Autographs passing away?
by, 05-23-2010 at 10:41 PM (920 Views)
Autographs Hot or Not?
by Mike Greene, Jr. AKA indyreds
It seems like there are always trends in the collectible world and I can not help but wonder about autographs in the long term. Will they still hold the same place for sports fans or will they just fade away? We have seen what over production can do to sports cards. Will there continue to be enough demand to keep up with all the supply out there? Why do we find them so desirable in the first place? Will there even be autographs in the future?
I will be the first to say that I do enjoy the fact that there are so many more outlets to get autographs than there was Twenty years ago. It is easy to find cards and memorabilia on trade sites like sportscardforum, sports league sites, individual player sites, auctions and retailers who specialize in autographs. It is common to be able to pull autographed cards out of even the low end card sets. The number of places to obtain autographs seems to point to a strong market now, but the amount of product being signed to keep these places going must effect the long term value. The market is getting so saturated already that I have purchased autograph cards for only a dollar from some card dealers at shows and in their shops. I have seen many autographed cards go unsold for a dollar on the most popular online auction site. I collect most of my autographs via through the mail requests and have found that I can get some players I want cheaper at my local card shop in the bargain bin!
Autographs still do hold a special place for most sports card collectors out there. It is easy to see when you attempt to trade your cards. See how often that you can trade your regular issue rookie cards or even material cards for an autograph someone has put up for trade on one of the trade sites. Some traders will actually be offended with the suggestion of trading a Forty Dollar rookie card for a autograph they listed that books half of that amount. It shows that the demand for autographs are still stronger than the rookie card market that has driven our hobby for years.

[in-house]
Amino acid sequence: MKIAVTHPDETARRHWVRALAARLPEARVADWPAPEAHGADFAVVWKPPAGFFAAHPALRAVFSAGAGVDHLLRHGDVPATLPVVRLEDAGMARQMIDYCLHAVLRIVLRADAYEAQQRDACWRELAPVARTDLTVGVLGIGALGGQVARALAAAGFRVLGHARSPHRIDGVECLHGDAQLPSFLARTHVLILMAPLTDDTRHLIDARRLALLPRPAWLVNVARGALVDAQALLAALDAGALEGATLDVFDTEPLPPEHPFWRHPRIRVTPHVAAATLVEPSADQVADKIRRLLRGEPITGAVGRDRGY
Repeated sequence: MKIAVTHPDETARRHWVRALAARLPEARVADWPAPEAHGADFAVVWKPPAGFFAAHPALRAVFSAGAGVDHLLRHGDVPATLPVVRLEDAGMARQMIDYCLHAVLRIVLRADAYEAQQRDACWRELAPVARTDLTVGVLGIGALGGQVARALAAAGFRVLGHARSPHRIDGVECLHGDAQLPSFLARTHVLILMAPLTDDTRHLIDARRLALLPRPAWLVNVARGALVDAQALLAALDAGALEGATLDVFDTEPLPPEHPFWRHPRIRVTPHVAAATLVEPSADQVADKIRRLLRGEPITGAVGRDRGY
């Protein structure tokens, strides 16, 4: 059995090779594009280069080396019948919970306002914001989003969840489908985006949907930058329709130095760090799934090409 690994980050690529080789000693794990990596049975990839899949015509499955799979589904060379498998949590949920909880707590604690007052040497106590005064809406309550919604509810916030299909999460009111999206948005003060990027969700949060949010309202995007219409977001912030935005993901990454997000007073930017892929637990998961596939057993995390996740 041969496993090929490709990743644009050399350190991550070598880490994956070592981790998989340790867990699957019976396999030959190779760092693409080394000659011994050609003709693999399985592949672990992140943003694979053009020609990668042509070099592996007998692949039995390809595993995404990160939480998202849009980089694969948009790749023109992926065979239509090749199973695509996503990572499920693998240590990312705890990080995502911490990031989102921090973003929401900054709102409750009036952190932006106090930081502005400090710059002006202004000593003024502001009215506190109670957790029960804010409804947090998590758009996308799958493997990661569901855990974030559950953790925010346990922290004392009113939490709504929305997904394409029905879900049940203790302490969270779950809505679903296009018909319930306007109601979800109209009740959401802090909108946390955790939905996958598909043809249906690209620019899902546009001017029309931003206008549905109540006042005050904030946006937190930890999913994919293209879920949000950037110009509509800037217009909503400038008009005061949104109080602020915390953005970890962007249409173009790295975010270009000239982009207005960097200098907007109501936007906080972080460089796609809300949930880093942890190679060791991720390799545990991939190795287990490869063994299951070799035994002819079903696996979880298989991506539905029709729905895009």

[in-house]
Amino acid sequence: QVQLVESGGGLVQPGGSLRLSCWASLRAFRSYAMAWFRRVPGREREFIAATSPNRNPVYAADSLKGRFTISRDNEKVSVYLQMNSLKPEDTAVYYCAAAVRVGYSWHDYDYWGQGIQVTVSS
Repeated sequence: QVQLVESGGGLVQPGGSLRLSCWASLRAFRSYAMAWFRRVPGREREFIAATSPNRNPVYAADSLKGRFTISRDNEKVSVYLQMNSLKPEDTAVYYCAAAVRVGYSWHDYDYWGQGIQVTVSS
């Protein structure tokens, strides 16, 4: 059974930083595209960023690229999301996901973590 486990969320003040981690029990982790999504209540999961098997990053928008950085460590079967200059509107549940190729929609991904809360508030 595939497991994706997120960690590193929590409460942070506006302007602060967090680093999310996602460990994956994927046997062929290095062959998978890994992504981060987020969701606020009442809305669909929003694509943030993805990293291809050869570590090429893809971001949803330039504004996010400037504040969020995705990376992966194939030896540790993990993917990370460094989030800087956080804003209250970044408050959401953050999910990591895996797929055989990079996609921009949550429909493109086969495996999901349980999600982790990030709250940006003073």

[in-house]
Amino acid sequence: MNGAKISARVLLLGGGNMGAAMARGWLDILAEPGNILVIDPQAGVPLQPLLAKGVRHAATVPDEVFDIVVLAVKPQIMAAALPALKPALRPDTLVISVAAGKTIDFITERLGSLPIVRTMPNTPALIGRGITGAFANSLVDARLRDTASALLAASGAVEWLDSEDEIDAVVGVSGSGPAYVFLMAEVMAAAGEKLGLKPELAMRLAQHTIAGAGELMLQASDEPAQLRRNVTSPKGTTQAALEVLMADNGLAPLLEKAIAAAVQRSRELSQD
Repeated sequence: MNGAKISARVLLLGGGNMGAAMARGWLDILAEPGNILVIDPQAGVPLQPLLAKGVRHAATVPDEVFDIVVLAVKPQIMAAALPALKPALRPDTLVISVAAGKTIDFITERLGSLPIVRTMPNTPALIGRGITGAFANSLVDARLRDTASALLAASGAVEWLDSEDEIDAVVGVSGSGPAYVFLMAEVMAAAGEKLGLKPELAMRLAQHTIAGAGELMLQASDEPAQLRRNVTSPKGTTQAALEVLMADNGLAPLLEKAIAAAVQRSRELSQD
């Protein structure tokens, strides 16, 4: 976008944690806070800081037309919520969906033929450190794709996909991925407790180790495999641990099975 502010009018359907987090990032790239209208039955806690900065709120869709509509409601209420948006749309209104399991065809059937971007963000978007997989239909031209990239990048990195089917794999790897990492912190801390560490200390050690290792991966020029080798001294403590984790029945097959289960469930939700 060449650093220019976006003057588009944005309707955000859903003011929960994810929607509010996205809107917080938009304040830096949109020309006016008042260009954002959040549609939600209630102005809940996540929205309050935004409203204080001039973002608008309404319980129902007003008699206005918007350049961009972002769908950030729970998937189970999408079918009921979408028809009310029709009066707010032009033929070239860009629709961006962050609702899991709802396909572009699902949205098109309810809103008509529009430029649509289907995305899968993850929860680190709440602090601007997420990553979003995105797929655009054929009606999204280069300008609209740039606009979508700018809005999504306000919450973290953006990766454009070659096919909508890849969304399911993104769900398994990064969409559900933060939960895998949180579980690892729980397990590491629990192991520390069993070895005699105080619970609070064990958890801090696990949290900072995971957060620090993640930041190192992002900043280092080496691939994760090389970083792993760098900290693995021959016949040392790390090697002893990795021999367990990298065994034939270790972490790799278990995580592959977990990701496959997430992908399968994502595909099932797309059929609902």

I have heard a disturbing new trend in our education system that could change the autograph community forever. Some school systems are now only spending a year teaching cursive writing and do not require students to use it afterwards. It seems that with the widespread use of computers that printing matches up better for students needs. The printed letters correspond better to the real world use of email and word processing skills. Handwritten letters seem to be becoming a thing of the past. Check your mailbox and look at how many items you have that are computer generated now. It is scary to think that in another Twenty years that young players may be printing autographs instead of the cursive signatures we have now. Will the next group of collectors coming up have an interest in autographed items? I hope that they do.
Why do we collect autographs in the first place? Why does a person scribbling something on an item make it worth more? That answer is a varied as the number of us out there who collect autographs in the first place. I think part of it is having an item that was once in the hands of that player. It can be the value for some of us. In person autographs is an memory of the actual meeting with that star. It also can be the thrill of the chase. I love theme autograph collectors. It is great to see an entire autographed card set, a large collection of your team, winners of certain awards or a collection of players who have hit a milestone. I personally have started working on getting a signed card from each member of the 1986 Mets team. Many people would assign no value to a Mookie Wilson autographed card, but it would be key to that collection to me. The reason we collect autographs is that we find enjoyment of some sort out of it.
I started asking basically if autographs will eventually die out as a collectible. I can not say that the value will remain high for any particular player, but the current demand seems to point that autographs are going no where too soon. Honestly many of us would be happy if supply drove down the prices even further as it would allow us to collect more of them for less. The hobby will be around as long as we enjoy collecting them. I just hope that when the time comes that I pass my autographs to my children that they find enjoyment in them as well.